The author of the Samaria trilogy (Archangel, etc.) offers a moving, if somewhat less introspective, retelling of Jane Eyre that is sure to appeal to SF readers with a taste for romance. The product of the planet Baldus's gen-tanks, Jenna Starborn is used to a life of pain and privation. After being educated at a technical school that focuses on the growth of the mind to the exclusion of all else, Jenna accepts a job as a nuclear reactor maintenance technician at remote Thorrastone Park, owned by the wealthy Everett Ravenbeck. She becomes indispensable to the household—and to Everett. Despite their difference in stations—Jenna is only a half-citizen—they fall in love. After a long, difficult courtship made longer because of the perversity of the two principals, the two plan to marry. But at the wedding, Jenna receives a terrible shock: Everett has another wife. Unable to live with him as his wife without being married, Jenna flees to a remote planet, where she falls in with a family that provides help and aid to travelers. She's on the verge of deciding whether to marry another and go with him to colonize a new planet when she hears Everett's voice, impossibly calling from afar. Reader, need we say what happens next? Jane Eyre fans will enjoy tracking the character and plot parallels. Shinn fans will enjoy the way the author perfectly captures the tone and color of Brontë while maintaining Jenna's unique voice. Best of all, Jenna's narrative makes us feel—joy in her love, sorrow in her despair, numb in her shock. (Apr. 2)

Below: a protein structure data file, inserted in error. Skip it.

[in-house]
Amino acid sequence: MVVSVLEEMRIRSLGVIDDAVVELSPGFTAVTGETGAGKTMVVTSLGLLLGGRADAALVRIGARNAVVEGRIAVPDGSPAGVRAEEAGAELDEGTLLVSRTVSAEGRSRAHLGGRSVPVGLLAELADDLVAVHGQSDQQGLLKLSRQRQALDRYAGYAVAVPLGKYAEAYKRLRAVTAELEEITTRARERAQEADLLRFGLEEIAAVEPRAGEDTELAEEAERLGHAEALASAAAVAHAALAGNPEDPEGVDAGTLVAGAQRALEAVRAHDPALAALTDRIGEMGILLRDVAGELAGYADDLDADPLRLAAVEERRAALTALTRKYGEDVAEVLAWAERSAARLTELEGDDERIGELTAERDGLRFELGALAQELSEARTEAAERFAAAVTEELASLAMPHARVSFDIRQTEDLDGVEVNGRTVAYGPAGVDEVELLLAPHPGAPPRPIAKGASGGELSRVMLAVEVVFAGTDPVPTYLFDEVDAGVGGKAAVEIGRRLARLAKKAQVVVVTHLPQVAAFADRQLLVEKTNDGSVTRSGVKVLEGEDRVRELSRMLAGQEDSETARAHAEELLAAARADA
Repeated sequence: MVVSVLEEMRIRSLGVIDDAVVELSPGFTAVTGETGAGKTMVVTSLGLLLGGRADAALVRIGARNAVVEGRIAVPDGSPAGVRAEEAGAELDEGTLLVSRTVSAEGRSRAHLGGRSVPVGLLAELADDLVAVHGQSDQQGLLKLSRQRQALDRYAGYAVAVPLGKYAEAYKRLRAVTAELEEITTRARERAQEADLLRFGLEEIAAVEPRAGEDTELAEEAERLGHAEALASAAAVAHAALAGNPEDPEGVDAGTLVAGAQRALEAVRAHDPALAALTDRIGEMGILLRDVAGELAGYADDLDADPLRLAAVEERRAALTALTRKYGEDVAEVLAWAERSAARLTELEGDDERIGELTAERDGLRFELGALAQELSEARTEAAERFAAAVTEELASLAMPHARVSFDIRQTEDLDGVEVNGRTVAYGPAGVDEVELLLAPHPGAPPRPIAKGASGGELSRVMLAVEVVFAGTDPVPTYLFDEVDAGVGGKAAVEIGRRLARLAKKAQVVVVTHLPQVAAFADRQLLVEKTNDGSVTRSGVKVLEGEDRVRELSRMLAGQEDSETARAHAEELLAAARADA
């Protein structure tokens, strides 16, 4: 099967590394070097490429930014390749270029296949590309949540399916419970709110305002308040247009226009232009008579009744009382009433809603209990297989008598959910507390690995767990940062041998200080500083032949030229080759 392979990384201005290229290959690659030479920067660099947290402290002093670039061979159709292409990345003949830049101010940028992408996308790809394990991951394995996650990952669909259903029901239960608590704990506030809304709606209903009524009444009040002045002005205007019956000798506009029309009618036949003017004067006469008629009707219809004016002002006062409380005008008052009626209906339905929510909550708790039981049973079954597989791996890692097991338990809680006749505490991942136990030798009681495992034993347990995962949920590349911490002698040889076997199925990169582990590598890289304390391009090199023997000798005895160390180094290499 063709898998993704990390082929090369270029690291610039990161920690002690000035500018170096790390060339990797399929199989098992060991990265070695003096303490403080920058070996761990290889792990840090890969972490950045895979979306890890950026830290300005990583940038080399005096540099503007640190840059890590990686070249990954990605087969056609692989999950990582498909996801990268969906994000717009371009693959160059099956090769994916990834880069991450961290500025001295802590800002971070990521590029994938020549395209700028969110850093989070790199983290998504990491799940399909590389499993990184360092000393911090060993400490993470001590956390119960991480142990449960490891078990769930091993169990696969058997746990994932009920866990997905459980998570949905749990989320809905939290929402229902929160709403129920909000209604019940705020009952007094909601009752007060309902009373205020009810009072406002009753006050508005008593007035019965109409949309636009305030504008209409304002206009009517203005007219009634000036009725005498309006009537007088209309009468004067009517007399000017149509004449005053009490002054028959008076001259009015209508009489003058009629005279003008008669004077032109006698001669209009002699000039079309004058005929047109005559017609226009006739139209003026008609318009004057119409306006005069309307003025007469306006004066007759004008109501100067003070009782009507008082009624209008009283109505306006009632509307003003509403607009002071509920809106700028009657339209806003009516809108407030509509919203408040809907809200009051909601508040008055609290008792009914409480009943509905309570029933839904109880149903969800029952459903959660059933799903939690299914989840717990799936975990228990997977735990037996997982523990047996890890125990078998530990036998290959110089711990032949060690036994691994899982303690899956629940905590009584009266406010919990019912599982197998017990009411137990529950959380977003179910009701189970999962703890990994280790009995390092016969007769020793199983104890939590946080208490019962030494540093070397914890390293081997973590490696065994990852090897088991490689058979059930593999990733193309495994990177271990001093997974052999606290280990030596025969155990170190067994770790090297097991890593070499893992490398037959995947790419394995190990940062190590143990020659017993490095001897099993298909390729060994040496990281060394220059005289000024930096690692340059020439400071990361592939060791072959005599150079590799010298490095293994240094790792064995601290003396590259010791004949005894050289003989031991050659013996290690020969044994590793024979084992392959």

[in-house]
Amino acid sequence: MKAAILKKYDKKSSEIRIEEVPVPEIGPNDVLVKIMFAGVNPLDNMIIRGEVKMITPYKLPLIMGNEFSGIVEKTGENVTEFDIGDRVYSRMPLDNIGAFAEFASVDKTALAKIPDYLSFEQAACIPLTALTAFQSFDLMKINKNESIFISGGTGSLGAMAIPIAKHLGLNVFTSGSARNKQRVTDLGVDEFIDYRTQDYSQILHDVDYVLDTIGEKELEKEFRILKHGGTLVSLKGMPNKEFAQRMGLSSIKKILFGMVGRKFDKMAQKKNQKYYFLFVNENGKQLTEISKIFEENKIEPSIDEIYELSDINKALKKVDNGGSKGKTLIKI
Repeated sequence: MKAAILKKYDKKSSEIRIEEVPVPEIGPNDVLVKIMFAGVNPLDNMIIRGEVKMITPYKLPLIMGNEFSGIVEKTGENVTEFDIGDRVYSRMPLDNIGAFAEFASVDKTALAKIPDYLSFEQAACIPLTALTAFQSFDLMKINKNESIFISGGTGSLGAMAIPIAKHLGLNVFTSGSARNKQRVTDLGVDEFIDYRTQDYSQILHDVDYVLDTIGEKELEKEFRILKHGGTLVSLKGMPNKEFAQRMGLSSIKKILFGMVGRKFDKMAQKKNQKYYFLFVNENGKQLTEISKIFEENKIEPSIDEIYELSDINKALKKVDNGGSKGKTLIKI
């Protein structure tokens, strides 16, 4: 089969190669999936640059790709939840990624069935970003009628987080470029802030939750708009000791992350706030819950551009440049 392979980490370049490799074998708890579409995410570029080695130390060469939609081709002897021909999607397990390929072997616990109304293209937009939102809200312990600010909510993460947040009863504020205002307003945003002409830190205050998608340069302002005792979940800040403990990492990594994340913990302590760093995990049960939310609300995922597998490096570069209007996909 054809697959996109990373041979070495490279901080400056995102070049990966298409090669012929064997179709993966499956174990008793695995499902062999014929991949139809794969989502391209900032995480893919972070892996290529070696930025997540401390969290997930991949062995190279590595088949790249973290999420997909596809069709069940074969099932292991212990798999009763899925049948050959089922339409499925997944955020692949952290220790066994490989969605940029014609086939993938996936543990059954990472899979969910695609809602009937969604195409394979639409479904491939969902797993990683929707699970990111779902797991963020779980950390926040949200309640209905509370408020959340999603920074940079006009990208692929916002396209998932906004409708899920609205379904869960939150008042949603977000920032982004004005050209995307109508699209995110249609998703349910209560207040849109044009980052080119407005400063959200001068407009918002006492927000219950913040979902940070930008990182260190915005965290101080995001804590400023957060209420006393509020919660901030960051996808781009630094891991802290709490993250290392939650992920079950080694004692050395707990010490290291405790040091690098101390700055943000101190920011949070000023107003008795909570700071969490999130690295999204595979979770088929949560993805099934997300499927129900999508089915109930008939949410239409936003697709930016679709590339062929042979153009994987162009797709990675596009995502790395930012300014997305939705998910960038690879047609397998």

Forecast:Unlike Jasper Fforde's satiric literary fantasy, The Eyre Affair (Forecasts, Dec. 17), this novel is targeted primarily at a female audience. Ad coverage in Romantic Times and Shinn's established reputation in the romance field will ensure plenty of crossover support.